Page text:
Gambling is a niche in India as gaming retail is disrupted
The game has a good presence in India and while there is a lot of excitement among the fans, the crowd is largely indifferent. But is it easy to say that Indians are not interested in gambling? Mobile games are big business here and local game development studios are starting to make an impact on smartphones.
Why are consoles not the best selling item in India? Part of the reason is that apart from a few specialist stores like Games The Shop and Game4u, the vast majority of stores selling video game consoles and software don’t seem to really understand the business. Specialty stores only sell games, and game-related merchandise doesn’t depend on other products, so they understand what they’re trying to change, but mass stores are largely clueless.
Unfortunately, most of the consoles sold in India do not go through these specialized stores. Most official game console sales in the country take place at large format retailers, or LFRs as they’re known in retail parlance. These include stores like Landmark, Croma and Reliance. Most people buy their tech from here if they don’t buy from Flipkart or Amazon.
(See also: Why you can buy FIFA 16 and other EA games only from Amazon India)
This is where the problem begins. Walk into a consumer electronics store and look for something like a PS Vita and you’ll be met with blank stares and whispers that something might be from a bygone era. Unfortunately, if you go back to launch your PS Vita, you’ll realize that the exact same thing happened when the console was brand new.
Companies like Sony rely on brick-and-mortar outlets to generate most of their sales, but stores have their own agendas. It’s usually about providing people with a solution that takes the least amount of effort. Retail in India relies on a wave of quick transactions from a relatively large number of customers rather than building trust and loyalty. This is more obvious in a category like games.
For example, the PlayStation Portable (PSP) sold steadily until the end. Yes, it’s outdated, but retail management doesn’t care. From their point of view, consumers want something affordable that can be hacked, so you can always hack games that look premium, and the PSP is exactly that.
“Sir you should get a PSP instead of a Vita, you can hack and install games. Free.” Some time ago, a seller of a well-known electronics chain told this reporter as if opening the eternal fountain of youth, forgetting that the PSP games in the store are covered in thick dust.
He doesn’t care about software sales or the fact that his lack of them will lead to fewer games in the future, which keeps me from buying games from him. He just wants to make a quick trade.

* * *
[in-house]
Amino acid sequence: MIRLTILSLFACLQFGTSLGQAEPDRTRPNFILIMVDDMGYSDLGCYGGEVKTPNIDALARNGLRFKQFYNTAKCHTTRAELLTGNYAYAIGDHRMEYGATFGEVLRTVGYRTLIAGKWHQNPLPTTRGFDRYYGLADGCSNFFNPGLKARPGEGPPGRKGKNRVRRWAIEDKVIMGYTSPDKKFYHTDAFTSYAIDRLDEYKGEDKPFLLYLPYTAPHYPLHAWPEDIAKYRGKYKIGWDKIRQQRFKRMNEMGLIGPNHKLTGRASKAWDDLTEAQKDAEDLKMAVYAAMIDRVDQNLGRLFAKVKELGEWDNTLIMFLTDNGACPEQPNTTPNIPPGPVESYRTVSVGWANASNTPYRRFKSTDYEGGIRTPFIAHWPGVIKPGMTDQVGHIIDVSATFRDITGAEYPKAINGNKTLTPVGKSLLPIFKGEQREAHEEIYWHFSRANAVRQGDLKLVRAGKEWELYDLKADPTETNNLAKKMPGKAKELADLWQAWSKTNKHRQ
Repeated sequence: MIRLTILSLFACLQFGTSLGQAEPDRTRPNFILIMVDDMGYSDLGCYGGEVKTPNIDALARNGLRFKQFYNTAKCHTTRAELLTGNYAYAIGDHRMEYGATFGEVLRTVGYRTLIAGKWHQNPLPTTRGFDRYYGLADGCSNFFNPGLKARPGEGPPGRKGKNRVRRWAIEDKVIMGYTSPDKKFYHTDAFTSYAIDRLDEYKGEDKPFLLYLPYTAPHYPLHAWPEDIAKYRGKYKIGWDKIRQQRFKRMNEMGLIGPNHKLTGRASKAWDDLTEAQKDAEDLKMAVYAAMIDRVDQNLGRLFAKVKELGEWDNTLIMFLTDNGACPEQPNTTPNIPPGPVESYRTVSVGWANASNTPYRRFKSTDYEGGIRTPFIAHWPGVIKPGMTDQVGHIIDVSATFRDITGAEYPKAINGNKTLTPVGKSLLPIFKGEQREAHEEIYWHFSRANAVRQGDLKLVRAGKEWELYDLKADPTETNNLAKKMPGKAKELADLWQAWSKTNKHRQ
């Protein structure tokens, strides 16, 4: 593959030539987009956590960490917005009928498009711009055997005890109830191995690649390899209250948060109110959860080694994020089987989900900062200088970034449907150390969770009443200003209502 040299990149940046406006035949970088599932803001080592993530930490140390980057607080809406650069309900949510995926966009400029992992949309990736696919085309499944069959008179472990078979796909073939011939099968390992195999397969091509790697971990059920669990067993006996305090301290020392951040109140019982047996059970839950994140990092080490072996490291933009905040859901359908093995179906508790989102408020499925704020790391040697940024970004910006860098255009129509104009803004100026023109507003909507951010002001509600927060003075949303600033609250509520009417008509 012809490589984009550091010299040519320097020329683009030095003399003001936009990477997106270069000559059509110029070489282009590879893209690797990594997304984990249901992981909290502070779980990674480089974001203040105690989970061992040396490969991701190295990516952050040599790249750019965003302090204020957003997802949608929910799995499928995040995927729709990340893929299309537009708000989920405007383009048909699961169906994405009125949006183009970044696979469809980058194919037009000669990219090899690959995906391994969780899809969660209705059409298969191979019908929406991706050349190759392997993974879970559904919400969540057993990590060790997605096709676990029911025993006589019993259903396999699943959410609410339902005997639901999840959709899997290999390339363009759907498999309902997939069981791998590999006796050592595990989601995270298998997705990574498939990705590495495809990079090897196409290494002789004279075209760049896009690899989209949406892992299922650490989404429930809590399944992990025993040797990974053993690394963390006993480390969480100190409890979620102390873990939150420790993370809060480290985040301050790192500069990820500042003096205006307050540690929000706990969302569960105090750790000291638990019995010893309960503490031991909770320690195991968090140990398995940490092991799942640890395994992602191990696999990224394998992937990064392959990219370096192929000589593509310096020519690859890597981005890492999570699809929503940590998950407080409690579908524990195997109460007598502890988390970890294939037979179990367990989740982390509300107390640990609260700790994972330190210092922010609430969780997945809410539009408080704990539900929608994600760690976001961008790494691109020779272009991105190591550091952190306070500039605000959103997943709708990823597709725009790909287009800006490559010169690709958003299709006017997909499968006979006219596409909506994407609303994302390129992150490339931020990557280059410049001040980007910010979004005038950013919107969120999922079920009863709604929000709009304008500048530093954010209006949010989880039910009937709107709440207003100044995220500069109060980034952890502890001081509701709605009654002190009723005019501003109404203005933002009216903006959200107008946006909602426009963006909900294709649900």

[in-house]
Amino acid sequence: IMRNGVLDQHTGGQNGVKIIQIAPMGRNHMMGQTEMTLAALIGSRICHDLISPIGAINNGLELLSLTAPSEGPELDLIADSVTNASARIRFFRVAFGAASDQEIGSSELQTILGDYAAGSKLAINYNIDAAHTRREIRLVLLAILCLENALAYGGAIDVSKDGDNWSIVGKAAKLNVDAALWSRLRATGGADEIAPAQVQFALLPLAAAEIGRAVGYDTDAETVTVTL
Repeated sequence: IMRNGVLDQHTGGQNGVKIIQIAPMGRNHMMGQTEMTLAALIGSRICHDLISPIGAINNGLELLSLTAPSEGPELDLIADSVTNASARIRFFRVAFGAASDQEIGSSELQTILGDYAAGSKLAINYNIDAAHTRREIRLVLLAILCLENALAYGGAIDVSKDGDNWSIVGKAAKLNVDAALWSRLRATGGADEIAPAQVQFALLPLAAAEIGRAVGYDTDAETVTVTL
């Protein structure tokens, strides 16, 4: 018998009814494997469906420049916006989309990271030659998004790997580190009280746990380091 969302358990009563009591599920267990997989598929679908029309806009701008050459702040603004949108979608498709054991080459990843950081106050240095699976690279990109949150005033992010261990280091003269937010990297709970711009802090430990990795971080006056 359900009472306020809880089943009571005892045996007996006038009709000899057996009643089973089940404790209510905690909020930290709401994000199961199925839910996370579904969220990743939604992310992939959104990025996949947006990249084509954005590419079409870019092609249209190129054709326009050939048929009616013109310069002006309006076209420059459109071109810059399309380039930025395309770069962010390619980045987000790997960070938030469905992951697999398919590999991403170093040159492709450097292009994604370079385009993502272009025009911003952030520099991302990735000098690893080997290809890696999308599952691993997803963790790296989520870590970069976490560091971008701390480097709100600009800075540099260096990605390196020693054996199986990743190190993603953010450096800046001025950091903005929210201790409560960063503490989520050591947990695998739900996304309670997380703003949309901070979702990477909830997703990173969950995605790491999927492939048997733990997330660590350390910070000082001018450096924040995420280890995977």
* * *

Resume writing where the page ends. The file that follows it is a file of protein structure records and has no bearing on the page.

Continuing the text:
Unfortunately, it works. The sales pitch is likely to convince a large portion of the public, many of whom still don’t know that gaming has evolved beyond Mario and Tetris. With that said, the rumor that Sony has released several thousand new PSP units a few weeks ago sitting in the service centers of the major Indian e-commerce player is starting to gain some weight.
(See also: The best PlayStation Vita games of March 2015)
In the long run, such a decision only serves to feed ignorance. For Sony, the move is aimed at clearing inventory and making up for shortfalls in PS Vita sales. For retailers, it rewards their complacency and neglect of a much better category. The only time the PS Vita had decent retail sales was three months after launch for reasons unrelated to the game.
“The LFRs didn’t want to sell the Vita because it couldn’t be hacked. So we told them if they want to buy Bravias, Vaios [which were very popular at the time]and Xperias, so they had to keep the Vita,” a former Sony employee told this reporter a year after the Vita was launched.
And they put the Vita front and center, but that was it. A quick Google search helped the customer make an informed buying choice rather than talking to a salesperson.
What you get is a great device with a great lineup of games that wouldn’t have had a chance at retail because whoever sold it didn’t try it. Sony’s pricing may not be the best, and that’s an excuse you’ll hear from many sellers.
(See also: Xbox One leads US Black Friday deals, dominates India)
By that logic, the PS4 shouldn’t be a success at local retail. You can’t pirate games, you can’t hack it, and it’s “too expensive” (but that will change). But Sony’s international campaign and the value of the PlayStation brand meant there was demand for the console, even if retailers weren’t particularly investing in the category.
Ignorance is not limited to offline retail either. Retailing video games online is one mistake after another. Amazon’s exclusivity for the Xbox One and EA’s games list, as well as Flipkart’s exclusivity for Call of Duty: Advanced Warfare, have had a negative impact.
Therefore, gambling in India remains a niche market even as other emerging markets are growing. This is not only because of mobile games, but also because of the high price. No. We’re still a small market for games because the people who have to sell them don’t care. A wave of indifference is choking the game in India – retail is at a standstill and there is no one to fix it.
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